Many thanks to the volunteers who made fifty (50!) lunches for our friends at the San Jose Family Shelter this week!
Prince of Peace has a long history of caring for the physical needs of our neighbors and one way we can continue this vital ministry is by packing sack lunches in the safety of our own homes and dropping them off at PoP for delivery to the Family Shelter.
The Shelter is in need of fifty lunches per day. We have committed to serve lunch again next week, and would love your help! The lunches are simple affairs, made up of:
This is a great project for families, individuals, and folks who are anxious about leaving their homes. If you want to know more details, contact the office (email@example.com) 408-253-7167.
If you're interested in participating please add your name to the sign-up list even if all of this week's slots are filled. It is our hope that we can do this every week and perhaps extend the program to serve other neighbors in need. Thank you all so much for your care!
Dear Prince of Peace Community and Family,
8 weeks ago, the Prince of Peace faith community was suddenly thrust into a new online world of worship, 8x8 meetings, and virtual Bible studies. Our staff moved their work off campus and the doors of our site have been shuttered for the sake of the shelter in place directive. Over these past 8 weeks, we have been inspired by our musicians who sing and record their art, for Michael Touchi and the amazing ways that his music still reaches through screens and touches our hearts, for our phenomenal tech team who have cut, scrubbed, and done other technical magic to keep us engaged by the efforts that come from our many speakers and musicians. I have also personally been lifted in spirit by participating in online gatherings where the vulnerability of seeing one another’s homes and faces without Hollywood lighting makes it seem like we are almost in the same space. We’ve been touched by the laughter that comes when our youth gather regularly online in confirmation class and with Drew, the videos the high school seniors have produced, and the numerous times I have heard that “so-and-so” from church just called me the other day. As a faith community you all have risen to the occasion in such beautiful ways; perhaps in ways you never expected nor wanted to. ☺
As I (Pr. Sara) mentioned in my sermon on Sunday, and as you may guess with the reality of COVID19 and its presence in Santa Clara County, we as your staff and council leadership are in agreement that we will not be able to gather in large groups until it is lawful and safe. Currently, we have little information from the Santa Clara county health department about when we will be able to gather in groups of 30-35 or beyond. We respect the SCCHD decisions and know that they are basing the lessening of restrictions on scientific data and the safety of us all. We share those priorities: the safety and well-being of our church community and the wider community your lives touch. Thus, until we have word from the Santa Clara County health department concerning the legality and safety of gathering in groups of 30 or more, we will continue to do online worship only. It is our aim to make worship participatory, engaging, and inclusive of as many voices as possible while still maintaining the timelines necessary to produce a good “product.”
I deeply understand just how difficult it is to not be able to see one another in person, to worship together, and to do many of the things that help us feel connected to God and one another. But it is in these kinds of stressful and uncertain times that our faith can be a rock and stronghold for us. While we all wait, we will continue to offer creative and unique ways to engage one another with online groups, weekly online Bible Study, weekly online theology pub, and pastoral care calls. When it is deemed safe we will also be opening up campus and open air meeting spaces for small group gatherings. Again, we have no estimate on a timeframe for this.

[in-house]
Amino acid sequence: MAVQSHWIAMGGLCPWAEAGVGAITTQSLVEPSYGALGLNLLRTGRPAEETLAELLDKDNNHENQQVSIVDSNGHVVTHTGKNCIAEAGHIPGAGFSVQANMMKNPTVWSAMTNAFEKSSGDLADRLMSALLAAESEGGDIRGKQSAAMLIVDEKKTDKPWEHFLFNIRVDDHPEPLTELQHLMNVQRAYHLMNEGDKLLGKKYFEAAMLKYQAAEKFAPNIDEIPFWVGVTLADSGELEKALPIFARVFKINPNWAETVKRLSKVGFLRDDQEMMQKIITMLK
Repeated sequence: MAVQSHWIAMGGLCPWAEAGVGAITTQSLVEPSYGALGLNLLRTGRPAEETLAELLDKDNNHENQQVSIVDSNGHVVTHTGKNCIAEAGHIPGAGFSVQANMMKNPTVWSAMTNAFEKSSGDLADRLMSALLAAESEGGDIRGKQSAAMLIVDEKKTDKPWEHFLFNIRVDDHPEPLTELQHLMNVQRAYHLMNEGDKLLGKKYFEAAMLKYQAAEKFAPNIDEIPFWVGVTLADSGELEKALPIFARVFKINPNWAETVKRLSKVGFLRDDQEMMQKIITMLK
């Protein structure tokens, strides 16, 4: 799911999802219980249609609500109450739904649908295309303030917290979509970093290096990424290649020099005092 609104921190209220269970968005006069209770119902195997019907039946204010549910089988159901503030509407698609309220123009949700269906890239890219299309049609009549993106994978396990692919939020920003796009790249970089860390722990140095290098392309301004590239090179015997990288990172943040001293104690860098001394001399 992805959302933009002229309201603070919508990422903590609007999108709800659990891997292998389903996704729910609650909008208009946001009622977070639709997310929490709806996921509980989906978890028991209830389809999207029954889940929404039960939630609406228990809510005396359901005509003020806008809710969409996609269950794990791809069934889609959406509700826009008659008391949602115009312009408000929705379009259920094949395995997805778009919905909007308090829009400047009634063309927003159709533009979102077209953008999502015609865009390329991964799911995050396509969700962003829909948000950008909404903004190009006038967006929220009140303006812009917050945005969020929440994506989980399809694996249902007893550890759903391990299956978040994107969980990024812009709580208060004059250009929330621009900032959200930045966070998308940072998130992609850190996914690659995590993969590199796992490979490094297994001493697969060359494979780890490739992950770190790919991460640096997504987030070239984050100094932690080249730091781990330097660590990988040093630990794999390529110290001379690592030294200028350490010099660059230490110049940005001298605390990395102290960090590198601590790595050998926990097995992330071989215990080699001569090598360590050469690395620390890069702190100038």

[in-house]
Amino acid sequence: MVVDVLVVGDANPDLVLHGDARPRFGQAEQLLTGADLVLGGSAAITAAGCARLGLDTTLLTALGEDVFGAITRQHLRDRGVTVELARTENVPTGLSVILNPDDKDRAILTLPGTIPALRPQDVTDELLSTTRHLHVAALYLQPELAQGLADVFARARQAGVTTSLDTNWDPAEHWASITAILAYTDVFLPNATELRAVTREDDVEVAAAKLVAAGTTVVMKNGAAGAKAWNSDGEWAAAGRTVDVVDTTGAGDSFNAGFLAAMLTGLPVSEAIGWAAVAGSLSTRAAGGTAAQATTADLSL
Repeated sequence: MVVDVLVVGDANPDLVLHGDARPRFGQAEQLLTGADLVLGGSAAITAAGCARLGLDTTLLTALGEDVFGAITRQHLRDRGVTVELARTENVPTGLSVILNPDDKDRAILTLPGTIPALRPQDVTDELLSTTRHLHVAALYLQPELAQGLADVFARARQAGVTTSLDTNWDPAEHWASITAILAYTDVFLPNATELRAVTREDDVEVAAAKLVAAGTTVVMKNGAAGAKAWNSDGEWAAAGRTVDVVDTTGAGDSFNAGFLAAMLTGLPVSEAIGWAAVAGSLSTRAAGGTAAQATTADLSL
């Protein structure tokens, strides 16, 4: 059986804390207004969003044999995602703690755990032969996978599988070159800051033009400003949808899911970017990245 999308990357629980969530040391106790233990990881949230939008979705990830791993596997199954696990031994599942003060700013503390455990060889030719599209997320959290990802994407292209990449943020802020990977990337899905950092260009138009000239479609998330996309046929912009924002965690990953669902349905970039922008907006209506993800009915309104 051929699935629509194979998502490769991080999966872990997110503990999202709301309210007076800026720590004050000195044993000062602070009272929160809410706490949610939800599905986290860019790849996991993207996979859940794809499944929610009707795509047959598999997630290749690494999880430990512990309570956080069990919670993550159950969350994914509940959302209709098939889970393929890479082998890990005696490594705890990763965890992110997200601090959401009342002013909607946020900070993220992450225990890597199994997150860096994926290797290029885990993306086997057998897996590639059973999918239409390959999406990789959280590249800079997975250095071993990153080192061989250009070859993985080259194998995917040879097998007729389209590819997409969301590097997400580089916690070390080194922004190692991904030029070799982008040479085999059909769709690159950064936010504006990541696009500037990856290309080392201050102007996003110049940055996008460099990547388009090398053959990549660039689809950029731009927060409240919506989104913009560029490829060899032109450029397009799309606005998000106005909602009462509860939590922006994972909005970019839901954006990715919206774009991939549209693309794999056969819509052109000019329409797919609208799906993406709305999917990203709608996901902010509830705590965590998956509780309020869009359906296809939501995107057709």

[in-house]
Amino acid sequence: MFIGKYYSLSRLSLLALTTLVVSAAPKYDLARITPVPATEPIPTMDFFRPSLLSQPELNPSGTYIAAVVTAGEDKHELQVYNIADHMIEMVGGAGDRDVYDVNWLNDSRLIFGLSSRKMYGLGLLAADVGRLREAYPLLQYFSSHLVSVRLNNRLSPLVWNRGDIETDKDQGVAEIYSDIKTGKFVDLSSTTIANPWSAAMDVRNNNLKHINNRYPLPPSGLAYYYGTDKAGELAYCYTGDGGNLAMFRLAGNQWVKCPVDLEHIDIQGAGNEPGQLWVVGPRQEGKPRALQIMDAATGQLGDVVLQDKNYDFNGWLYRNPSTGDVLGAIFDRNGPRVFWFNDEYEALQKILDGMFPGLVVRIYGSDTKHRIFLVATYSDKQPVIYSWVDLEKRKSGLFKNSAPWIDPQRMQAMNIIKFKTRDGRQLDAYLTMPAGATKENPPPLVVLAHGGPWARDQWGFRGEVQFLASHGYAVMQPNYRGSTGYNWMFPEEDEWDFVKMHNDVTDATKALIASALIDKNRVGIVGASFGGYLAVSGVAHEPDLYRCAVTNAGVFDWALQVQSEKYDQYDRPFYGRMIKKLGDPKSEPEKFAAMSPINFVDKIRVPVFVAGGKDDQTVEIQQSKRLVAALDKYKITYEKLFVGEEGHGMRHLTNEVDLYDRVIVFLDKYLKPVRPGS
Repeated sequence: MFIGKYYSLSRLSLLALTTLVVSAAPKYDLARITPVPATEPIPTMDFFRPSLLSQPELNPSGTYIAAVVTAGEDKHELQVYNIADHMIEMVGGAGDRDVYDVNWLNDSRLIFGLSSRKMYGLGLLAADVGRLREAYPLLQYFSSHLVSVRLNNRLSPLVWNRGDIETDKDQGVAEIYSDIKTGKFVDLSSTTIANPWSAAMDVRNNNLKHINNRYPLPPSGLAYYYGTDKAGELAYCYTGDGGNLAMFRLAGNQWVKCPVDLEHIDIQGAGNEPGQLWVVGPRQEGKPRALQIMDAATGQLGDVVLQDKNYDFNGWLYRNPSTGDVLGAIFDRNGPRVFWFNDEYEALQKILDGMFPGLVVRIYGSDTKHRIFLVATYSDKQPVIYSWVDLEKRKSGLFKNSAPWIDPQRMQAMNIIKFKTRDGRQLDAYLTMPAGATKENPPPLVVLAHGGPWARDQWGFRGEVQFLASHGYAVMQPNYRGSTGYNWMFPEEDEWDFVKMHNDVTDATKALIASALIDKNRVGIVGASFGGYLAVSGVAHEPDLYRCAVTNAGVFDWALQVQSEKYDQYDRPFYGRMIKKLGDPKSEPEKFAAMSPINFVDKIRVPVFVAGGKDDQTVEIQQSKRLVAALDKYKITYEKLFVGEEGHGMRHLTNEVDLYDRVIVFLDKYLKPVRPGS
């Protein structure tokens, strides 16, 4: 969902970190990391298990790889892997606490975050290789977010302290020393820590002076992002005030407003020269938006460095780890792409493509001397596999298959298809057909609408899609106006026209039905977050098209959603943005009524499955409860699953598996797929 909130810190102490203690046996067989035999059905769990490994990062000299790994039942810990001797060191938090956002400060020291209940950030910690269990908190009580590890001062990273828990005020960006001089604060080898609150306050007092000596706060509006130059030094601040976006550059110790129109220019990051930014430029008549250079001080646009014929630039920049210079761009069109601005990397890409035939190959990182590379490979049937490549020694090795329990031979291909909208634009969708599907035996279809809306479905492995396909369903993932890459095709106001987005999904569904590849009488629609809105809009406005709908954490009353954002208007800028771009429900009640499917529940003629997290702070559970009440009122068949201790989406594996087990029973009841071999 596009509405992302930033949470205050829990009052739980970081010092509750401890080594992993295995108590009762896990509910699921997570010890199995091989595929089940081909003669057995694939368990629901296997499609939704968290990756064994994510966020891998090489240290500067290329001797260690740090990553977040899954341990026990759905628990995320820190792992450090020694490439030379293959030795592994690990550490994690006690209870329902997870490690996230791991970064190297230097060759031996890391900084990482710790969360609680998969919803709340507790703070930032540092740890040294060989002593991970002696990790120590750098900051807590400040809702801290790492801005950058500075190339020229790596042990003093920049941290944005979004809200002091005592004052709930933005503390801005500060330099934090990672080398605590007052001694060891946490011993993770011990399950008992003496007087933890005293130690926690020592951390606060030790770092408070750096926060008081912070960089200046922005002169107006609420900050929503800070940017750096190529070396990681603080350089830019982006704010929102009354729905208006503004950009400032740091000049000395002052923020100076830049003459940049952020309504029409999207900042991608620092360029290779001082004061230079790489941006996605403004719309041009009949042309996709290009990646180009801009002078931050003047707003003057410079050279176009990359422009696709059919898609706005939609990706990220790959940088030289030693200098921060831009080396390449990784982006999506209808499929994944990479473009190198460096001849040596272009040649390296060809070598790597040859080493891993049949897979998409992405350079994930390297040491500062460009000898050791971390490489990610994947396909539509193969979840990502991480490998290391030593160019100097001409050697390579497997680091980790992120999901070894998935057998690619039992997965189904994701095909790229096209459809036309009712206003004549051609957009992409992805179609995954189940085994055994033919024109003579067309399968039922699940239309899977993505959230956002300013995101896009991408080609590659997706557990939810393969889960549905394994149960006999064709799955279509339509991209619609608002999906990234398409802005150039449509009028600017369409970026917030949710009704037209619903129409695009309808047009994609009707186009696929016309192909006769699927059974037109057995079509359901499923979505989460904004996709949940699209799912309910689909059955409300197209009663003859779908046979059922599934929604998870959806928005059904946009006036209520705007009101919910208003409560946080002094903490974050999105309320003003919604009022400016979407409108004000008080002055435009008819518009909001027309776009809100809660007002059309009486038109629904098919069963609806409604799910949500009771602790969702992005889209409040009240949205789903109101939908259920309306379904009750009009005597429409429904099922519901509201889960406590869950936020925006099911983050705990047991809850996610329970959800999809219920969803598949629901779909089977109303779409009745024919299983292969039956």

I assure you, once we have clear guidance from the county and state, we will utilize our creativity and love for one another in planning worship and gatherings that are safe for all who feel comfortable enough to attend. This is not the time to take risks (as we have seen with numerous news stories on churches and faith communities who have disobeyed gathering restrictions and ended up with many ill and infected). And also be assured that the resumption of activities on campus will not end our online activities. Each of us must make our own decisions about when we feel comfortable with gatherings on campus. Prince of Peace will make all our events as available to those at home as we possibly can. As always, if you have any input on ways we can be a vital and loving presence to one another, please reach out to us.
In the meantime, as we live into this liminal space, we will also offer up ways to connect with and care for our neighbor. Many of our neighbors are in need due to the financial crisis and sudden shift in how we live. Even if we can’t worship together, we can still continue in our acts of love and justice for those around us from the safety of our own homes. I commend to you the section in our E-notes titled, “Connections to Neighbors.”
I will close these words reminding you that we are here for one another in this strange time. We are grateful for the commitment you have shown to this community and to your neighbors. May the curiosity of this time in our lives be that our physical distance means that we find ourselves being connected even more closely to God and to one another.
Pr. Sara and Pr. Nate
Prince of Peace members have been making cloth masks since the beginning of the pandemic. Over 60 were donated to Rotating Safe Car Park. Many more have been given to Prince of Peace members.
There were an extra 15 in the office last week. Those were placed in the food pantry that sits on the Cox Avenue side of the parking lot and a brief announcement was made on Next Door (social site for neighborhoods).